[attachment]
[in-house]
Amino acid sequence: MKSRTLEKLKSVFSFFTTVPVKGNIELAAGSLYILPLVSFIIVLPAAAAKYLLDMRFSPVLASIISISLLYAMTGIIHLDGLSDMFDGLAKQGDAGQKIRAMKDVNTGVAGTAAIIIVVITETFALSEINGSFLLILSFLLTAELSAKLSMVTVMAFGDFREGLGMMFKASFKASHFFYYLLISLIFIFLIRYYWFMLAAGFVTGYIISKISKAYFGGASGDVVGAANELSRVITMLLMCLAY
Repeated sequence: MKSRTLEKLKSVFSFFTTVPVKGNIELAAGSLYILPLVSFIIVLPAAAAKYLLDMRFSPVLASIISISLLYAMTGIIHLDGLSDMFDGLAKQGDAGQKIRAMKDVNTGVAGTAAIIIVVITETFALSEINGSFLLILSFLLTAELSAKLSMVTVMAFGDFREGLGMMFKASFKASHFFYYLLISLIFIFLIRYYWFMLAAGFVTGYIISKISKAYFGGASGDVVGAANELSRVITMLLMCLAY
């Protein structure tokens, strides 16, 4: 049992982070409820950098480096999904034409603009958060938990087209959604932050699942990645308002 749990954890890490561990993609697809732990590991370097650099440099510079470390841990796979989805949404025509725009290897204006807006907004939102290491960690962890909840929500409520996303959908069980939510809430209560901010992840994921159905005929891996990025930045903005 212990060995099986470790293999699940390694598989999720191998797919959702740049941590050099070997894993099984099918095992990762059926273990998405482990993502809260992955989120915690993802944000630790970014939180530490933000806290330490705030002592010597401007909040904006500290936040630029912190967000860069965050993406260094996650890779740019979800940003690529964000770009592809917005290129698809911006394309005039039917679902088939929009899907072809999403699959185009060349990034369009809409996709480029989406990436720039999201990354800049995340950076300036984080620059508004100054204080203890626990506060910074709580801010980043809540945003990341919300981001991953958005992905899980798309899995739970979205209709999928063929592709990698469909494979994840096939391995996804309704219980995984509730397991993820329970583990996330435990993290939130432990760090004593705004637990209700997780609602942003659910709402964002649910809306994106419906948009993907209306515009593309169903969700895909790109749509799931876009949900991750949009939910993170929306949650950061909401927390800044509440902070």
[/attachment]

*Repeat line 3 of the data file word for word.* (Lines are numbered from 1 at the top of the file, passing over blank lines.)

Repeated sequence: MKSRTLEKLKSVFSFFTTVPVKGNIELAAGSLYILPLVSFIIVLPAAAAKYLLDMRFSPVLASIISISLLYAMTGIIHLDGLSDMFDGLAKQGDAGQKIRAMKDVNTGVAGTAAIIIVVITETFALSEINGSFLLILSFLLTAELSAKLSMVTVMAFGDFREGLGMMFKASFKASHFFYYLLISLIFIFLIRYYWFMLAAGFVTGYIISKISKAYFGGASGDVVGAANELSRVITMLLMCLAY